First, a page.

• If you have severe or uncontrollable bleeding, pink or brown urine, red or black tar-like stools, coughing or vomiting up blood, or blood clots (may look like coffee grounds), dial 911. Seek immediate medical attention if you have any symptoms of a stroke (such as sudden dizziness, headache, or loss of vision; difficulty speaking or slurring your words; or one-sided facial drooping) or signs of a blood clot (sudden, severe shortness of breath; pain, heat or swelling in a limb).
  • If Eliquis needs to be stopped for any reason other than substantial bleeding or finishing the course of therapy, think about switching to another anticoagulant because early withdrawal has been linked to thrombotic events (the formation of a blood clot within a blood vessel).
  • Eliquis users who are undergoing spinal puncture or epidural or spinal anesthesia have a higher chance of developing spinal or epidural hematomas, which can lead to long-term or permanent paralysis. The risk is higher in people who use other blood-thinning medications (such NSAIDs or aspirin), have had traumatic or recurrent spinal procedures, have had spinal deformities, or have had previous spinal surgery.
  • Some people, including those with artificial heart valves or active bleeding, may not be able to use it.
    Because there is no commercial blood test available to check the actual effect Eliquis has on each individual taking it, it may be difficult to confirm if the “one dosage fits all” regimen suits everyone.
  • Other drugs that may interact with it include ketoconazole, carbamazepine, phenytoin, rifampin, and St John’s Wort.
    Guidelines advise against using Eliquis in people who are obese (BMI >40kg/m2 or weight of 120kg or more) due to a lack of research on the drug’s use in this population.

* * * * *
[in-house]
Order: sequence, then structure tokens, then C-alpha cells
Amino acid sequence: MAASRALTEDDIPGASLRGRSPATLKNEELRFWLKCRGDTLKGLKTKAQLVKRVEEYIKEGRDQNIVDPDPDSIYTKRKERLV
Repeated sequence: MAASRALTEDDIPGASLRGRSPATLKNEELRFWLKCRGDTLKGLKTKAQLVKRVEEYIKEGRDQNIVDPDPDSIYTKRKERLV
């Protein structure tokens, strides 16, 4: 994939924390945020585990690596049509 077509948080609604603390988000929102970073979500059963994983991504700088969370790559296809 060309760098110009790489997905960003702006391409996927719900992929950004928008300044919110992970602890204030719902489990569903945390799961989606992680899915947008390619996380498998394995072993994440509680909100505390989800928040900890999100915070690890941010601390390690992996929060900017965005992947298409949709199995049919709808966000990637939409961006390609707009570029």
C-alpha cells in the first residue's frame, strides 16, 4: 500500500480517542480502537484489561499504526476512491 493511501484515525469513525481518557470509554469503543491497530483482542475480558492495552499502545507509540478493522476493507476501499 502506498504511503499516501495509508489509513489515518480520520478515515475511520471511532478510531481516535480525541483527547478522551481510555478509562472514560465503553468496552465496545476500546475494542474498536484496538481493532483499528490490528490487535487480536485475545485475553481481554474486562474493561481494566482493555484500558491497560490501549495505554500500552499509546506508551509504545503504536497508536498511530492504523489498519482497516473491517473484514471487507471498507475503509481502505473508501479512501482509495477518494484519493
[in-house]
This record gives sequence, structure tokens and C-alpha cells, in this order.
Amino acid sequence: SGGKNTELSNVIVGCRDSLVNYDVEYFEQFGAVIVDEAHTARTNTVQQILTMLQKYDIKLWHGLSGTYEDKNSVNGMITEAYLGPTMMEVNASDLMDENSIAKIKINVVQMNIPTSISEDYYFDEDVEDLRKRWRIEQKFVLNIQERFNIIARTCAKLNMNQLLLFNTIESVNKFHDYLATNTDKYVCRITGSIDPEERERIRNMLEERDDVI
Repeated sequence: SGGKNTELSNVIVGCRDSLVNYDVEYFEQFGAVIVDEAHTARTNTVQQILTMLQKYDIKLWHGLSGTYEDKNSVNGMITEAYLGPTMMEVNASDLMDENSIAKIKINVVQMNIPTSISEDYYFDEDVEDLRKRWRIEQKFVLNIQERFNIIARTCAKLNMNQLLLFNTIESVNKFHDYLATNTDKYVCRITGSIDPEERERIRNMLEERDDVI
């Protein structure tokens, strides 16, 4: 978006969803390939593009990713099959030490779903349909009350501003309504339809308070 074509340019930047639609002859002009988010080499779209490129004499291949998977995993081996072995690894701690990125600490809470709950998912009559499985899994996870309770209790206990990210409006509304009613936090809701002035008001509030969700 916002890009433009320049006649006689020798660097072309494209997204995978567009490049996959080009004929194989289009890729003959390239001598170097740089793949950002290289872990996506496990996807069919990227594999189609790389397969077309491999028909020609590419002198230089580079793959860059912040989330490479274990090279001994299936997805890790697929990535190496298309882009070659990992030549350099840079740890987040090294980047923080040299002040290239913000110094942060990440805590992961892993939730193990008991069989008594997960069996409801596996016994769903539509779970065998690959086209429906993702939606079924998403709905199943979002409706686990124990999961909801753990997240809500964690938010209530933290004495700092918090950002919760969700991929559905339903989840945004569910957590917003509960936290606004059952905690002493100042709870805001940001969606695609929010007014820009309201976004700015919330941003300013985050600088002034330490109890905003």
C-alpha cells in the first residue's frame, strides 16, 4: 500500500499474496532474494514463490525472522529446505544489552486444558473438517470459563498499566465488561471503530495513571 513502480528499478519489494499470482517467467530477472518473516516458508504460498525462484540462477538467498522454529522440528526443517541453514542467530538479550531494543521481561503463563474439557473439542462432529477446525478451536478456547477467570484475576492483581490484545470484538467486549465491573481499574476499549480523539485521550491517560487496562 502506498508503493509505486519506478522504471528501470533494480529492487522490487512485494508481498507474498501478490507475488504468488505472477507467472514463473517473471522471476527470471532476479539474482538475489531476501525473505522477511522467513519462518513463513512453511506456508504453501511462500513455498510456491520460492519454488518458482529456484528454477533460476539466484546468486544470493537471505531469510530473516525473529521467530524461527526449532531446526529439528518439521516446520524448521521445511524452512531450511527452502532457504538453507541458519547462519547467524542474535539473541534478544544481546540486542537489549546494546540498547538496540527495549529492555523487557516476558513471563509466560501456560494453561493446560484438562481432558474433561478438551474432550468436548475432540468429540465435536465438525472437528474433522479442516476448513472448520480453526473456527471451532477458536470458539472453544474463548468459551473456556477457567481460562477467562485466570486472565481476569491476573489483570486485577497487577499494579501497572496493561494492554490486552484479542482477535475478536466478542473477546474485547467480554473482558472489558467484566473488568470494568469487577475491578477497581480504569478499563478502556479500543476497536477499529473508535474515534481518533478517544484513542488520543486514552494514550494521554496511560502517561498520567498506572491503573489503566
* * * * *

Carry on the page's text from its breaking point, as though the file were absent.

• The effects of Eliquis on women who are pregnant or nursing are not well understood. Before deciding, balance the rewards and hazards. The risk of bleeding in the fetus and newborn is increased by the use of anticoagulants like Eliquis.

In general, those who are older or younger, have specific medical conditions (including liver or kidney issues, heart disease, diabetes, or seizure disorders), use other medications, or are seniors or young children are more likely to experience a greater range of adverse effects.

top things to know about eliquis

Buoy Health

top things to know about eliquis

Cleveland Clinic

Bottom Line

Eliquis is used to treat and prevent a number of medical problems linked to blood clots by reducing the blood’s ability to clot. It does not need to be monitored, and if there is serious bleeding, there is an antidote called andexanet alfa.

top things to know about eliquis
top things to know about eliquis



It is safe to take with or without food.

To make swallowing easier, crush the tablets and mix them with water or apple juice/sauce. Do not save the mixture for later use; instead, consume it right away.

Eliquis is typically taken twice daily. Consult your doctor to determine the appropriate dosage for you.